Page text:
This Halloween, the creepiest event to attend might be a mass online social experiment hosted by researchers at the Massachusetts Institute of Technology.
MIT is famous for churning out some of the world's top engineers, programmers, and scientists. But the university's Media Laboratory is increasingly known for launching experimental projects in October that are designed to make us squirm.
In 2016, researchers at the MIT Media Lab created the artificial-intelligence program Nightmare Machine, which converted normal photos into macabre images. (The results were predictably creepy.) Then in 2017, a researcher made AI software called "Shelley" that learned how to write its own horror stories. (These were also creepy.)
This year, members of MIT Media Lab are taking their desire to freak us out to the next level with a project called "BeeMe."
BeeMe is described in a press release as a "massive immersive social game" that aims to "shed a new light on human potential in the new digital era." But it also sounds like a choose-your-own-adventure episode of the show "Black Mirror."
"Halloween night at 11 p.m. ET, an actor will give up their free will and let internet users control their every action," Niccolò Pescetelli, who studies collective intelligence at MIT Media Lab, told Business Insider in an email about BeeMe.
Pescetelli added: "The event will follow the story of an evil AI by the name of Zookd, who has accidentally been released online. Internet users will have to coordinate at scale and collectively help the actor (also a character in the story) to defeat Zookd. If they fail, the consequences could be disastrous."
How MIT will let you control a person
The project's slogan is: "See what I see. Hear what I hear. Control my actions. Take my will. Be me."
The full scope of gameplay is not yet public. However, Pescetelli, BeeMe's social media accounts, and promotional materials reveal a few key details.
The person being controlled will be a trained actor, not anyone randomly selected. Who that actor will be and where they will be located won't be disclosed, Pescetelli said. He said he expects the game to last about two hours, but added "it will be the audience who ultimately decides" how long the game will go on.
There will be limits to what crowd-generated commands can make the actor do.
"Anything that violates the law or puts the actor, their privacy, or their image in danger is strictly forbidden," Pescetelli said. "Anything else is allowed. We are very curious about what [is] going to happen."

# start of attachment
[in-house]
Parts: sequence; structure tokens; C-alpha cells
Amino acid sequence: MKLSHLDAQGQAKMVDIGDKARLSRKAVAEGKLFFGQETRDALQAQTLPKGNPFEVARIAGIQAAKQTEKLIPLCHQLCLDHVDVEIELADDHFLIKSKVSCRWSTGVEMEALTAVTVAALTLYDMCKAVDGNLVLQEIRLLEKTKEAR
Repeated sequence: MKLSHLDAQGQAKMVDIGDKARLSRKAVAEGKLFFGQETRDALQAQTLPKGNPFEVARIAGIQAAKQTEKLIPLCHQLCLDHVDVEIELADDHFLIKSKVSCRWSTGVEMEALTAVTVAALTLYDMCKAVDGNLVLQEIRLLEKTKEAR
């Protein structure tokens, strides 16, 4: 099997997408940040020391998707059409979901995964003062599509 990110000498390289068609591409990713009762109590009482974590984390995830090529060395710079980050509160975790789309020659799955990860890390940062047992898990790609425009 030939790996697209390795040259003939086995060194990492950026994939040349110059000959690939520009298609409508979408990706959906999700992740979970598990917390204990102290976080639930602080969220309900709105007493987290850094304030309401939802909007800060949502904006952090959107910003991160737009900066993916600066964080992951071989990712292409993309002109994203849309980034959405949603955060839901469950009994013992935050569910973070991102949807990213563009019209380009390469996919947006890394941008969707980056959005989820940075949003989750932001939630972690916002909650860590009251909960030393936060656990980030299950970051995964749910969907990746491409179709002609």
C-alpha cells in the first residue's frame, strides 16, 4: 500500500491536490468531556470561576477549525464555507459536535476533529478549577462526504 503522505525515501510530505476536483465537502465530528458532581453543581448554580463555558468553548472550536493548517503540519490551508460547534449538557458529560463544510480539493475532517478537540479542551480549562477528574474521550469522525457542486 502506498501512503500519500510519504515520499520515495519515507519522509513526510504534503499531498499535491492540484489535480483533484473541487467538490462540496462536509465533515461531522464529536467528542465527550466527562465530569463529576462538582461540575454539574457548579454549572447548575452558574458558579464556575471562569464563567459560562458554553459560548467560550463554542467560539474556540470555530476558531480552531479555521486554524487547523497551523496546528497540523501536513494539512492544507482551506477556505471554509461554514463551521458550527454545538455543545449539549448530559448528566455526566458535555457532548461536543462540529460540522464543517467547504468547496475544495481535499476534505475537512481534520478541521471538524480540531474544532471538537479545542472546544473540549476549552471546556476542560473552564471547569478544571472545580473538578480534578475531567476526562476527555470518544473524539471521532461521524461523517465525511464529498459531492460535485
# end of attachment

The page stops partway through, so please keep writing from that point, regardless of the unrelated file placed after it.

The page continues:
Participants will control the actor through a web browser, in two ways.
One is by writing in and submitting custom commands, such as "make coffee," "open the door," "run away," and so on. The second way is by voting up or down on those commands, similar to the system used by Reddit. Once a command is voted to the top, the actor will presumably do that very thing.
This is the origin of the word "bee" in the project's name: Internet users will have to act collectively as a "hive" to progress through the game.
BeeMe's Twitter account shared an eerie teaser video of the game on October 15.
"Many people have played an augmented reality game, but BeeMe is reality augmented," Pescetelli said in a press release. "In BeeMe an agent gives up their free will to save humanity — or perhaps to know whether humanity can be saved at all. This brave individual will agree to let the Internet pilot their every action."
The whole event will be broadcast live at beeme.online.
"In theory there is no limit to the number of users that the platform can support, but we will know for sure only on Halloween," Pescetelli said.
Why the researchers created BeeMe
The BeeMe project is made by eight people, will cost less than $10,000, and quietly went public in May 2018, when it joined Twitter as @beeme_mit. The tweets posted by the account capture some of its thinking and evolution.
One tweet quotes philosopher Marshall McLuhan, who famously wrote in 1964 that "the medium is the message" — meaning that any new way to communicate influences what we say, how we say it, and ultimately what we think. McLuhan, who lived until 1980, is described by his estate as "the father of communications and media studies and prophet of the information age."
"[In] the long history of humankind (and animal kind, too) those who learned to collaborate and improvise most effectively have prevailed," BeeMe tweeted in August, quoting a famous saying of Darwin's (and likely as a tip on how to win the game).
Another tweet highlights a shocking act of performance art called "Come Caress Me," created in 2010 by Amir Mobed. In the installation, Mobed stands before a huge target with a metal bucket on his hed, and volunteers are led into the room to shoot him with a pellet gun. (Many do, not seeming to understand the ammunition is real.)
These and other BeeMe posts seem to reflect what the experiment strives to be on Halloween: Something that is on its surface fun, but reveals some hidden truths about ourselves and our digital society.
In a release sent to Business Insider, the project described itself this way: "BeeMe is a dystopian game that promises to alter the face of digital interactions, by breaking the Internet's fourth wall and bringing it back to reality. BeeMe wants to reopen a serious — yet playful — conversation about privacy, ethics, entertainment, and social interactions."
Whatever the game ends up teaching those who play or watch it, we'll find out on Halloween if humanity can pull together to save itself — or fail in dramatic disarray.
This story has been updated with new information.
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